These women are certainly not what we could call privileged. Many of them struggle for basic living conditions, clean water, a toilet, enough food. They don’t have paid parental leave, or a government pension. Rather than being forced to return to work in order to meet their mortgage repayments, they are forced to return to work just to eat. Often their work involves heavy labour outdoors, or cramped horrendous conditions indoors.
Yet they have not either adopted the western belief that sleep training is necessary for their own mental or physical health.
The question of course should be, why? What is it that is fundamentally different?
Even when running through a list of the usual suspects, patriarchy, capitalism etc, we come up short for an answer. Their cultures are still patriarchal, ome much more so than ours, and whilst neoliberalism doesn’t directly apply, they too need to work in order to provide for their families.
So what *is* fundamentally different?
Essentially, it’s how motherhood is constructed, and how babies (and their lack of sleeping 8 hours) are viewed.
In Kenya or China or Fiji or Venezuela a baby that wakes frequently throughout the night (even up to age two) to feed or for comfort, or simply because they can’t sleep isn’t considered to be broken and in need of fixing. That’s just what babies are like, and mothers (likely) go into motherhood aware of this fact.
Even if they are ignorant, the experienced mothers around them will soon normalise their baby’s behaviour, and point out that this is expected. It’s not something to be managed, controlled, or prevented. It’s not something that means your baby “needs” to be “taught” any number of skills that all develop naturally (circadian rhythm, linking sleep cycles, to sleep independently, to self-soothe). It’s simply not something that mothers worry about.
Yet in the west, every conversation a mother of a child under 12 months has tends to involve questions around sleep. Often moralised questions that connect your baby’s value as a person or your value as a parent to how much independent sleep your baby is capable of.
These concerns around sleep, niggle at us, worry us. They undermine our sense of self-worth, our confidence and our trust that we are doing best by our child. And the “cure” for all this worry. Is sleep training.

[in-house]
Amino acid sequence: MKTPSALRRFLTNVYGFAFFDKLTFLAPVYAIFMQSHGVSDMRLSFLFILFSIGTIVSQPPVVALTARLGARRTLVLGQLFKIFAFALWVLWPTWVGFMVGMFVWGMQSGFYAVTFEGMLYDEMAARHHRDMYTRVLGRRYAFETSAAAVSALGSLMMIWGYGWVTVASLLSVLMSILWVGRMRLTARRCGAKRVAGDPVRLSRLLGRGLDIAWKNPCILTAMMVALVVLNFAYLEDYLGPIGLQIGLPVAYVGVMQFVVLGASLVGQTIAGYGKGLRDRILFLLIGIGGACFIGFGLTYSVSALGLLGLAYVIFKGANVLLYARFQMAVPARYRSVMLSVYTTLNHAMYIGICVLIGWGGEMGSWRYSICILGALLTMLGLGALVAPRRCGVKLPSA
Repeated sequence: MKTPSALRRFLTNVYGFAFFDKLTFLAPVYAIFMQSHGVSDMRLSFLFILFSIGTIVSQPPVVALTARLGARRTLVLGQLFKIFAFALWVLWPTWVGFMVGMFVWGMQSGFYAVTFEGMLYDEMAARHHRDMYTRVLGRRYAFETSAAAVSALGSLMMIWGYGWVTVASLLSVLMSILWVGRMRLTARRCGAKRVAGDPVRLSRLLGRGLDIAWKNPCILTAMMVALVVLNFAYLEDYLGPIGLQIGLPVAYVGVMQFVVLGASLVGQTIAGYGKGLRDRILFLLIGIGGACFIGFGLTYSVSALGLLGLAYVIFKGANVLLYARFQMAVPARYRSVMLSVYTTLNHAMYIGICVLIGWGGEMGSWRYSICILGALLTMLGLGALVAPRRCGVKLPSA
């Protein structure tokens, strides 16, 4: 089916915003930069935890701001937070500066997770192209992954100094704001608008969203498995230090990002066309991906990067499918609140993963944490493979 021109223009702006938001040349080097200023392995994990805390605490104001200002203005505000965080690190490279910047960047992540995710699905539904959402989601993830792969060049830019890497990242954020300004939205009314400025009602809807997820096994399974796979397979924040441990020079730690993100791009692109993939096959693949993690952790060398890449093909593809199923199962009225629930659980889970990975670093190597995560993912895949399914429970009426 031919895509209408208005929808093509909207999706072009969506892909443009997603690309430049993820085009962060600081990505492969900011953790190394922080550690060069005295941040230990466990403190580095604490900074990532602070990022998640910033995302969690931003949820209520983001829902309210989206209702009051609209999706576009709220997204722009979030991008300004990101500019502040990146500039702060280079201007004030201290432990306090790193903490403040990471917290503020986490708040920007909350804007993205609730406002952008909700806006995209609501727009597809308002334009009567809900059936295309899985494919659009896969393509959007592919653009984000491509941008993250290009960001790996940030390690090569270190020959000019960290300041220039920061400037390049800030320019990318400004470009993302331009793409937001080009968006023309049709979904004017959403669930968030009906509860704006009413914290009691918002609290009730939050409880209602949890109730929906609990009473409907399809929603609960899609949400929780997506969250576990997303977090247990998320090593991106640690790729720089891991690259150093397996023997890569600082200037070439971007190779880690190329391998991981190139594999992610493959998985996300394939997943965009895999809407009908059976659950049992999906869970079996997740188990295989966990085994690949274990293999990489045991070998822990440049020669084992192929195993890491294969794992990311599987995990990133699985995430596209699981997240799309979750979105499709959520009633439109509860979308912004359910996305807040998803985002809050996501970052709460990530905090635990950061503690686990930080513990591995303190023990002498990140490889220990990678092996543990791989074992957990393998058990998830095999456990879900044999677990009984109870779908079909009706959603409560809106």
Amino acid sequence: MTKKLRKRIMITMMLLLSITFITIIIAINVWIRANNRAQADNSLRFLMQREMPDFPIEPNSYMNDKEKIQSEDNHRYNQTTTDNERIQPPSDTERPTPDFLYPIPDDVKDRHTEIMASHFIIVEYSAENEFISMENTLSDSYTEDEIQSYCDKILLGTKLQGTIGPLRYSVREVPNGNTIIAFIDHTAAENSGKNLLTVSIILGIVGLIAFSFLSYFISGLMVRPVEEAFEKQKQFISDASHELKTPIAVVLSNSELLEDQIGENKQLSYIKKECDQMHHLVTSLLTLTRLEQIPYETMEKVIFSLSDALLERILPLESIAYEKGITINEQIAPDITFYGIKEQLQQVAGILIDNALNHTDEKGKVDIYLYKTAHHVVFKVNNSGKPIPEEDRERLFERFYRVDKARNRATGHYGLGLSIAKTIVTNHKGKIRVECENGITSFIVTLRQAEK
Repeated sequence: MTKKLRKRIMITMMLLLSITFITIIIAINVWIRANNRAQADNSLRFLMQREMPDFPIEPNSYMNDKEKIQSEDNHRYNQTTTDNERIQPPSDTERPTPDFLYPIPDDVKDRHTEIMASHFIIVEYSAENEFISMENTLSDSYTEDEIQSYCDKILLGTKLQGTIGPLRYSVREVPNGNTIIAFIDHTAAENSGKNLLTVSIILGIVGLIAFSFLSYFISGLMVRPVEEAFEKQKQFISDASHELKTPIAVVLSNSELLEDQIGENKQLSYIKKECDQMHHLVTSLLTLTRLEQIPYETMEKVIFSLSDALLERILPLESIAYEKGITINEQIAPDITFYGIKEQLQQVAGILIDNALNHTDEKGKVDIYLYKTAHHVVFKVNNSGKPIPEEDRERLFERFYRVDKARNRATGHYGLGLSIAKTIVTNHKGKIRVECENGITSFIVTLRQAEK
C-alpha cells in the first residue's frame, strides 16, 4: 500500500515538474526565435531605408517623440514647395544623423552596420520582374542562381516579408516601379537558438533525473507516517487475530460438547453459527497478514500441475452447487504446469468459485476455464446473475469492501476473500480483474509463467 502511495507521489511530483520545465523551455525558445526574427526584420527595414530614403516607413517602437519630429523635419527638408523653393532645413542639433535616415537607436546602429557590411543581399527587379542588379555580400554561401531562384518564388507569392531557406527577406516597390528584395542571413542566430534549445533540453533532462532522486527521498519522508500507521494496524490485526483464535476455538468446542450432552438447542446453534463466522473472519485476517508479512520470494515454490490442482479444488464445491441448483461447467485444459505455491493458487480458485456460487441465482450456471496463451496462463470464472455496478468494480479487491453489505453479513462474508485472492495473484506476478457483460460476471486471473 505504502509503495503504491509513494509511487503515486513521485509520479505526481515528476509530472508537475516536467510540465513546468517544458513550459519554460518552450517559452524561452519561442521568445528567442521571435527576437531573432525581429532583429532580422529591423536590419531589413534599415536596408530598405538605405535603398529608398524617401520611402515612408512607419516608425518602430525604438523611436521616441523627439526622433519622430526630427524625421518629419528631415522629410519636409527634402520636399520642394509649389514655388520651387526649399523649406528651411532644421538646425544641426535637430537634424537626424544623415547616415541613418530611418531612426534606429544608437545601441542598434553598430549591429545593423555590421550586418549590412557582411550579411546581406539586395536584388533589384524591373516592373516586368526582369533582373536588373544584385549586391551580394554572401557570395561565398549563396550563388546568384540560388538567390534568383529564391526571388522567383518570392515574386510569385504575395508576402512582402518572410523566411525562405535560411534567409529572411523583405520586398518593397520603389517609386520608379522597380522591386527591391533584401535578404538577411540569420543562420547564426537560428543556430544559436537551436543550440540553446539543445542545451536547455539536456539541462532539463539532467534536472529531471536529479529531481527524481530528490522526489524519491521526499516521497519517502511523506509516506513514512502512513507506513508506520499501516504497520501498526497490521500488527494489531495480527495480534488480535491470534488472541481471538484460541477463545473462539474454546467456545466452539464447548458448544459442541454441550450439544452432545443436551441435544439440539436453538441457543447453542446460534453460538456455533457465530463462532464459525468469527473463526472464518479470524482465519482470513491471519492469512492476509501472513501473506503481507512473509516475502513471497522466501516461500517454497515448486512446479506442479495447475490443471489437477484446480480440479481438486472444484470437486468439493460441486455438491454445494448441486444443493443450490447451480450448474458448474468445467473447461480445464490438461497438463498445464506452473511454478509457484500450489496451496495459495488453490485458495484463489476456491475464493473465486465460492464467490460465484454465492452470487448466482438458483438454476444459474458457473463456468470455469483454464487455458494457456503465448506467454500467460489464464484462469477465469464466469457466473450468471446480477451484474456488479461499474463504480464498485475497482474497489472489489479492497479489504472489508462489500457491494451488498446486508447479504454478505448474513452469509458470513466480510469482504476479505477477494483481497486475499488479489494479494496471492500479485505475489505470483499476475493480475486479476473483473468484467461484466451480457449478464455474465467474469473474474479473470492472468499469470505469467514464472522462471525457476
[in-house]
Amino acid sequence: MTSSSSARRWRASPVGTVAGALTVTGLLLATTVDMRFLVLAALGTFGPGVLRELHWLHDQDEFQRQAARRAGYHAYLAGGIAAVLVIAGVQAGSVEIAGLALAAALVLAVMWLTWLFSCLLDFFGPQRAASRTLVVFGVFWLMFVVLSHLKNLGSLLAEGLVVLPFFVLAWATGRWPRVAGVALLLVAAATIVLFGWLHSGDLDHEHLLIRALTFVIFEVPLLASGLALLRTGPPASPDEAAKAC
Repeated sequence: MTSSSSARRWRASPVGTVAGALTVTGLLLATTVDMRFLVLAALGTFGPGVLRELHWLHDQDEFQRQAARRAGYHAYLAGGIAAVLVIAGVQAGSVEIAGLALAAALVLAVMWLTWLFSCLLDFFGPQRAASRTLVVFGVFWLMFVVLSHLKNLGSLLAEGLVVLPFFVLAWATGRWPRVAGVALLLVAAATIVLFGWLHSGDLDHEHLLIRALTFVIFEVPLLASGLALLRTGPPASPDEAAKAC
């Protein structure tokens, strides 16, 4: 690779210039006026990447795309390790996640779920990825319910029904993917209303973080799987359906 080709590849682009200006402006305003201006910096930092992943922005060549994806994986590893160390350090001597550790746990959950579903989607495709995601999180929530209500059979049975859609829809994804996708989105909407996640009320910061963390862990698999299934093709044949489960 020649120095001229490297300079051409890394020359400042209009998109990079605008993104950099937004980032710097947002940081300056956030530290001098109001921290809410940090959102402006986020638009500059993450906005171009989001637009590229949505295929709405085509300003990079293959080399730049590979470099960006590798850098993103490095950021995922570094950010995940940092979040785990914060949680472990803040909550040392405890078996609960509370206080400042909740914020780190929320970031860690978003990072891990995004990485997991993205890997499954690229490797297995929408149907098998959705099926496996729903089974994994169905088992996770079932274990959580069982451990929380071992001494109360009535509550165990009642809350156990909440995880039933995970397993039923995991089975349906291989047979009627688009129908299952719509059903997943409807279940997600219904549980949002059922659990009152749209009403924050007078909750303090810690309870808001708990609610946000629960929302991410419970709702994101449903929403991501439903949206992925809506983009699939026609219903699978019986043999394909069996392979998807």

Sleep training, which often leads to breastfeeding complications because baby is no longer removing the milk on a regular enough basis. Creating yet another area of “failure” for the mother.
Sleep Training, which requires mothers to go against their instincts, and ignore their crying baby, with some mothers even resorting to alcohol and noise-cancelling headpones to help them “stay strong”enough to “give their baby the gift of independent sleep”
Sleep Training, which every health professional, family member and random busy-body tells you will save your marriage and your sanity. If you can just get through it first.
Sleep Training, which when you fail out of sleep school because your child doesn’t comply, or you can’t bring yourself to stay outside the door for that whole 5 minutes whilst you can see on the video monitor that your baby is literally shaking or throwing up from stress, leaves you feeling like even more of a failure. Especially when the so-called “experts” then wash their hands of you.
First you failed to know what your baby wanted.
Then you failed to teach your baby “good sleep habits” from birth.
Then you failed at breastfeeding
Now you’ve failed to be strong enough, to persist long enough, to harden up enough, to do the program correctly, and as a result your baby is going to have developmental delays and behavioural disorders as a result of broken sleep. So you’ve failed there too.
All in all you’ve failed as a mother.
Failed Failed Failed.
It is this culture, this construction of how babies should work, and the utter lack of tangible, practical support for new mothers that allows them to truly recover from birth, bond with their baby and allows them to nurture their instincts that creates such high rates of post-natal disorders in the first place.
Postnatal disorders are preventable.
But sleep training is not, and will never be the cure.
The cure lies in evidence based respectful birth care, a return to honouring the postnatal period with practical help: a focus on mum’s recovery and rest, accurate breastfeeding knowledge, normalisation of what infant sleep is actually like, honouring of the mother in her new role, practical support for an extended period of time, and experienced mentors who recognise the biological norms for our species and can help families to find ways to meet the needs of each individual without throwing another under the bus, and whilst still respecting those biological norms.
In October 2017 Forbes released an article entitled “Fed Is Best Foundation Says Says WHO Breastfeeding Guidelines Fail To Meet Human Rights Standards"
If your first encounter with the Fed Is Best Foundation was reading the Forbes article, you would probably come away agreeing that the WHO is being negligent and denying babies human rights.
So, you might be wondering if their claim is valid.
Is the UNICEF/WHO focus on breastfeeding rates and the Baby Friendly Hospital Initiative putting babies lives at needless risk for the sake of politics?
What follows, is a three part series investigating the choices and policies of both the Fed Is Best Foundation and the Baby Friendly Hospital Innovative, looking at the failings and ethics of both sides.
Part 1 - Discusses who the Fed Is Best Movement are, how they began, who they align with, and what that suggests about their integrity.
Part 2 - Focuses on what the Fed Is Best Foundation hope to achieve in their negotiations with the Baby Friendly Hospital Initiative
And Part 3 - Looks at alternative approaches the Fed Is Best Foundation could take.
All three cover various problems with the Baby Friendly Hospital Innovative, interspersed through the discussion wherever relevant.
Finally I've included my first article on the Fed Is Best Foundation (Dehydrated Babies) for further background.
Hi I'm Nicole